run until you see a large number of errors to have good confidence that =
the number of violations divided by the number of unit intervals (UIs) =
tested is a good predictor of the long-term bit error rate.

For a further discussion of this topic, please refer to the application =
note "Memory-Depth Requirements for Serial Data Analysis in a Real-Time =
Oscilloscope," available at =
http://cp.literature.agilent.com/litweb/pdf/5989-1256EN.pdf.

The other complication that you have to deal with is deciding how much =
of the measured jitter is deterministic and bounded, and how much is =
random and unbounded. If you blindly follow the recommendation below =
(multiply the observed standard deviation by 14), you may come up with a =
way overly pessimistic answer. The deterministic, bounded portions of =
the jitter don't need to be multiplied by anything. That's where you =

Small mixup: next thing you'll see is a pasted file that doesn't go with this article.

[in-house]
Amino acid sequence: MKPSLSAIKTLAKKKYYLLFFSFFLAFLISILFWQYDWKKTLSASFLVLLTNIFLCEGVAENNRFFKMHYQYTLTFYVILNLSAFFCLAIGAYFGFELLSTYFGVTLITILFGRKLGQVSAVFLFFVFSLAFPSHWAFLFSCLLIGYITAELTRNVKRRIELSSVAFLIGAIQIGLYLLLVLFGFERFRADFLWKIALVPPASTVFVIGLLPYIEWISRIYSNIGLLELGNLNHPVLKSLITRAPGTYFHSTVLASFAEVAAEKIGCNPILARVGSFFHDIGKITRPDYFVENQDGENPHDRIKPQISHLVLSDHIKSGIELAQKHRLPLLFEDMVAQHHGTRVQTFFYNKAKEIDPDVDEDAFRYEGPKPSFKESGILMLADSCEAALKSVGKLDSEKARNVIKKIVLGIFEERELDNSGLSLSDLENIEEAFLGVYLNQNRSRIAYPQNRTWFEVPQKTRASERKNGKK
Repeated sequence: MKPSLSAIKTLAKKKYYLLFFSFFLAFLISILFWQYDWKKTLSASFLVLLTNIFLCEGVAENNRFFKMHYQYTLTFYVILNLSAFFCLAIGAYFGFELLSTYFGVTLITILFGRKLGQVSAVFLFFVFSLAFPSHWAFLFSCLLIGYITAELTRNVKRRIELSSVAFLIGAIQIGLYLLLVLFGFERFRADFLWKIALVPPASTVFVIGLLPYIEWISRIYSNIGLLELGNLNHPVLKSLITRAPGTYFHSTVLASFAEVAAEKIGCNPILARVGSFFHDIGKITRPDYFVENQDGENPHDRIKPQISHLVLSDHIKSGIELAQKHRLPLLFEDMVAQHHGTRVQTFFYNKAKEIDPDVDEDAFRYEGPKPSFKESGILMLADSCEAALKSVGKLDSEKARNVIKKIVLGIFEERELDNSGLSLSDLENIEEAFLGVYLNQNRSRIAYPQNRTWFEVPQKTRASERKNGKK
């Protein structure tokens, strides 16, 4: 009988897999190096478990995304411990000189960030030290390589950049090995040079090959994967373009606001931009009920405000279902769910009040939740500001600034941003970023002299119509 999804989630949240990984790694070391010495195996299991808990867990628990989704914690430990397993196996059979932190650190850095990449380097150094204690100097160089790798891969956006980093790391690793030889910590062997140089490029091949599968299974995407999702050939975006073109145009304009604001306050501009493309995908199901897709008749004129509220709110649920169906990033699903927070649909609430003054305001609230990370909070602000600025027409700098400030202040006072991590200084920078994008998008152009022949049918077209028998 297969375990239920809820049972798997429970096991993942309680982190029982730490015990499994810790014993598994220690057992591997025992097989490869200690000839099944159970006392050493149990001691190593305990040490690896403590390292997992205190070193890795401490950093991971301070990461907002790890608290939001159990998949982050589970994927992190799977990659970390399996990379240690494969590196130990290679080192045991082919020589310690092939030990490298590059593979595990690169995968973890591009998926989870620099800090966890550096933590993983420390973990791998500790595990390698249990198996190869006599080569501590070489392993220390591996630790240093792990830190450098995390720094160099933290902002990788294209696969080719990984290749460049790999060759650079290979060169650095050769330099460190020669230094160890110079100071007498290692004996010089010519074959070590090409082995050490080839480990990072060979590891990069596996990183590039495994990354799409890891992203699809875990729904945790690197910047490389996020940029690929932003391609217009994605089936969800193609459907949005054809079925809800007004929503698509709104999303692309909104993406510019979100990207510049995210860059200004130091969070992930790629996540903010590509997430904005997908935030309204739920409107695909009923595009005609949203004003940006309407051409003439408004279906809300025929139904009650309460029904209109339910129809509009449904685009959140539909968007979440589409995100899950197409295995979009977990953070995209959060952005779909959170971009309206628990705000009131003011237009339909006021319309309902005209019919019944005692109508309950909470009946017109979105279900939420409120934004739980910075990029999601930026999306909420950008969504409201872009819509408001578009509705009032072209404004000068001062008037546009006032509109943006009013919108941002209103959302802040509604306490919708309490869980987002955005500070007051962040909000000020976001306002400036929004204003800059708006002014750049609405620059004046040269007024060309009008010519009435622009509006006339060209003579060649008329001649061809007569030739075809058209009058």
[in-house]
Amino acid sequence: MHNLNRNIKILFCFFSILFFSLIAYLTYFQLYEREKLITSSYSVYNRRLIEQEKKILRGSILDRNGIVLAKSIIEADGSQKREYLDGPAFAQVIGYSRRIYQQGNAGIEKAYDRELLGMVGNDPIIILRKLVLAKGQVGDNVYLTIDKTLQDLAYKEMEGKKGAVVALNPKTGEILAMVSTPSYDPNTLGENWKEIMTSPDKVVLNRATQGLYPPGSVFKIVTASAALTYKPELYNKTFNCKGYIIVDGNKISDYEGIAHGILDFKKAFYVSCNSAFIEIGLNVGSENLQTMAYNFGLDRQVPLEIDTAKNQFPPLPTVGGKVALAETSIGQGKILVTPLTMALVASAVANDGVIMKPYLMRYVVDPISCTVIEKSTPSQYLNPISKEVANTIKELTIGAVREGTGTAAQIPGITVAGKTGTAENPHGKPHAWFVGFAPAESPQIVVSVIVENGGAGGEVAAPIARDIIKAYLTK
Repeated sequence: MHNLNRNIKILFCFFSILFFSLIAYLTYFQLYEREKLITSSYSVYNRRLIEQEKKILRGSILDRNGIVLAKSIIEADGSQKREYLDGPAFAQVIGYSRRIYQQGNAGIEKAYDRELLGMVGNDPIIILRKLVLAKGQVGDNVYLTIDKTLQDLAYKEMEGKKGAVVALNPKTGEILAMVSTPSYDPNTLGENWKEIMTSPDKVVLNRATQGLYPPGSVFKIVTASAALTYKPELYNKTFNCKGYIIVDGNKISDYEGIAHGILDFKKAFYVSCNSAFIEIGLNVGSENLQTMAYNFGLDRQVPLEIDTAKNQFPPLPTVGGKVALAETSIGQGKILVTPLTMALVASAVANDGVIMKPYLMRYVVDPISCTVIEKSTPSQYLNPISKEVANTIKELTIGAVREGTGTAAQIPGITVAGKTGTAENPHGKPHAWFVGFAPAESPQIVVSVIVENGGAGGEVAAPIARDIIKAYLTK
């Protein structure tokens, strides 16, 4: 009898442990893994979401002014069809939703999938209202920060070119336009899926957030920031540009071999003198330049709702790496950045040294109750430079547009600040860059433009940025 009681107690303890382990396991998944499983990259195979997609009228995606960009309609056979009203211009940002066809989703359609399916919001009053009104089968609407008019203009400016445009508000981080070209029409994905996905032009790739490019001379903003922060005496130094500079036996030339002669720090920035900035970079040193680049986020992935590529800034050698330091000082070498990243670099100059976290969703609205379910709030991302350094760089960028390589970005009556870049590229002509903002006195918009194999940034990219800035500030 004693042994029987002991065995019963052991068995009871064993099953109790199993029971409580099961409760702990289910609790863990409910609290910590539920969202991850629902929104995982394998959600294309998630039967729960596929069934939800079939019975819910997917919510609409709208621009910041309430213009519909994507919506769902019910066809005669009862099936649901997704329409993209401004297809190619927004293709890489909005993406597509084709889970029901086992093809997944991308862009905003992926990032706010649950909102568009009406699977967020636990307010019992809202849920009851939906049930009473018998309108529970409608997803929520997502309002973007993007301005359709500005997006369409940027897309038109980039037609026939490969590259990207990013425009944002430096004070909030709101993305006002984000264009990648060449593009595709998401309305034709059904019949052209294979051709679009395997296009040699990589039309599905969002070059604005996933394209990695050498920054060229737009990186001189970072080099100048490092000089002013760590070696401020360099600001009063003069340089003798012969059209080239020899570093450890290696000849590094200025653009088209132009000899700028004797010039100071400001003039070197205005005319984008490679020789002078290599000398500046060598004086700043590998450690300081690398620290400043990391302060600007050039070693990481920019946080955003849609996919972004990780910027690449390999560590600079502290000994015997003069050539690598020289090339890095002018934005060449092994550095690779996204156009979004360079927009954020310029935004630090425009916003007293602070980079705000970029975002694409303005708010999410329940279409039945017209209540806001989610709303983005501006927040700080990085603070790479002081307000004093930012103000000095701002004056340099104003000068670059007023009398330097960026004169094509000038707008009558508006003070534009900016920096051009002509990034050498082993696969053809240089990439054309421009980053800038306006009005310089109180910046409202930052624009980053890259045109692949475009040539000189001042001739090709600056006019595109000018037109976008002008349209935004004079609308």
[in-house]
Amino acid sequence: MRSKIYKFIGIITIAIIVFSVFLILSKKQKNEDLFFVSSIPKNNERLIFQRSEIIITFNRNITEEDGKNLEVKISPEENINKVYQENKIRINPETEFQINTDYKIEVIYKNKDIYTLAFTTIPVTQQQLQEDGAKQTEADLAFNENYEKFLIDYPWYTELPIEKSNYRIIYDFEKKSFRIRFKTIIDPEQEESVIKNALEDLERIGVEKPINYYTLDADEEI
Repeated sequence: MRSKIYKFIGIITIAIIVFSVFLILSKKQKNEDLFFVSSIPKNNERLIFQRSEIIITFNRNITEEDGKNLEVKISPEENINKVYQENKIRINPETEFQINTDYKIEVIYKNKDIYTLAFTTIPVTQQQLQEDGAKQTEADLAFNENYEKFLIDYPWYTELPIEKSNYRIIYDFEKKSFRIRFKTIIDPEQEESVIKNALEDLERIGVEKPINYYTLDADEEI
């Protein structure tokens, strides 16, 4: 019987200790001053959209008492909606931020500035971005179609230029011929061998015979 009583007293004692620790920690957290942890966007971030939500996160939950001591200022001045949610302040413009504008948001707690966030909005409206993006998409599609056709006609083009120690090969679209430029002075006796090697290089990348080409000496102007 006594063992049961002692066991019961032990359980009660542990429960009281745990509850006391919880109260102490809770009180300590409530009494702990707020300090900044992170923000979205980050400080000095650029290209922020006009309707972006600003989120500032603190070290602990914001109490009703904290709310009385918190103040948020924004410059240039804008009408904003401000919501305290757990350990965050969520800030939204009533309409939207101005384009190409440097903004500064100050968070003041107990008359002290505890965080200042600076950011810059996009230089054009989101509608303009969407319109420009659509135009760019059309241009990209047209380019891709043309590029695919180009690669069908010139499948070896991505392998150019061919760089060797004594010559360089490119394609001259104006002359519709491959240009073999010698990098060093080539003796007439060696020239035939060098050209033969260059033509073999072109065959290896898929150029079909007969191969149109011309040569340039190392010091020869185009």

need a tool to help you separate jitter into random and deterministic =
portions. There are a variety of commercially available tools to do that =
job. Since SI-LIST is not supposed to be for "commercials" I won't list =
any here.=20

Art Porter   =20

-----Original Message-----
From: si-list-bounce@xxxxxxxxxxxxx
[mailto:si-list-bounce@xxxxxxxxxxxxx]On Behalf Of George Tang
Sent: Tuesday, April 19, 2005 8:46 PM
To: Chris.Cheng@xxxxxxxxxxxx; si-list@xxxxxxxxxxxxx
Subject: [SI-LIST] Re: Do you really ship products at BER 10e-xx ?


Chris,

If you believe in statistical analysis, you can use the following method =
to
determine BER of your system.  You first measure the PLL output (for
simplicity, assume DJ=3D0) and record the time that each rising edge and
falling edge occurs.  From these timed events, you can calculate jitter.
Plot this distribution as a function of jitter and determine the =
standard
deviation.  About 68% of the sample data is within +/- 1 standard =
deviation.
This means if your eye opening inside the receiver is larger than +/- 7
standard deviation of the PLL RJ, your BER is 1e-12 or better.

Alfred, please email me the papers offline, too.

Thanks,

George



-----Original Message-----
From: si-list-bounce@xxxxxxxxxxxxx
[mailto:si-list-bounce@xxxxxxxxxxxxx]On Behalf Of Chris Cheng
Sent: Monday, April 18, 2005 7:36 PM
To: si-list@xxxxxxxxxxxxx
Subject: [SI-LIST] Re: Do you really ship products at BER 10e-xx ?


I thought that's the reason why some specs like Sonet spec out jitter